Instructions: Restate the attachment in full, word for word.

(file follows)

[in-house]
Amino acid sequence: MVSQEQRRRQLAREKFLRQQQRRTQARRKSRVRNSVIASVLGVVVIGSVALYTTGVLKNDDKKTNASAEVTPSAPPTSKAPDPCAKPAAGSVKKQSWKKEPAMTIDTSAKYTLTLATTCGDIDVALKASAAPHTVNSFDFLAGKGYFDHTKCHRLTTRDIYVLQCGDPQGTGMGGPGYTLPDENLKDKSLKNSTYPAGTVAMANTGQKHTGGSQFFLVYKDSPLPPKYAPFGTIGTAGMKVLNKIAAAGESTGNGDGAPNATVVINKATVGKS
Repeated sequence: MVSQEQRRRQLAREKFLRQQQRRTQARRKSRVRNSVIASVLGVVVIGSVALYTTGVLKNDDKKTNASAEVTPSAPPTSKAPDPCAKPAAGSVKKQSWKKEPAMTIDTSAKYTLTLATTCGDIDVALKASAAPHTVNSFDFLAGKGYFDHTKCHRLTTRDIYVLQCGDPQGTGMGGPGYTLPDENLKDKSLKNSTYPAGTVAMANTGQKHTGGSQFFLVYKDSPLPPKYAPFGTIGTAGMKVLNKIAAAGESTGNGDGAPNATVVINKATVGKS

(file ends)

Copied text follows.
[in-house]
Amino acid sequence: MVSQEQRRRQLAREKFLRQQQRRTQARRKSRVRNSVIASVLGVVVIGSVALYTTGVLKNDDKKTNASAEVTPSAPPTSKAPDPCAKPAAGSVKKQSWKKEPAMTIDTSAKYTLTLATTCGDIDVALKASAAPHTVNSFDFLAGKGYFDHTKCHRLTTRDIYVLQCGDPQGTGMGGPGYTLPDENLKDKSLKNSTYPAGTVAMANTGQKHTGGSQFFLVYKDSPLPPKYAPFGTIGTAGMKVLNKIAAAGESTGNGDGAPNATVVINKATVGKS
Repeated sequence: MVSQEQRRRQLAREKFLRQQQRRTQARRKSRVRNSVIASVLGVVVIGSVALYTTGVLKNDDKKTNASAEVTPSAPPTSKAPDPCAKPAAGSVKKQSWKKEPAMTIDTSAKYTLTLATTCGDIDVALKASAAPHTVNSFDFLAGKGYFDHTKCHRLTTRDIYVLQCGDPQGTGMGGPGYTLPDENLKDKSLKNSTYPAGTVAMANTGQKHTGGSQFFLVYKDSPLPPKYAPFGTIGTAGMKVLNKIAAAGESTGNGDGAPNATVVINKATVGKS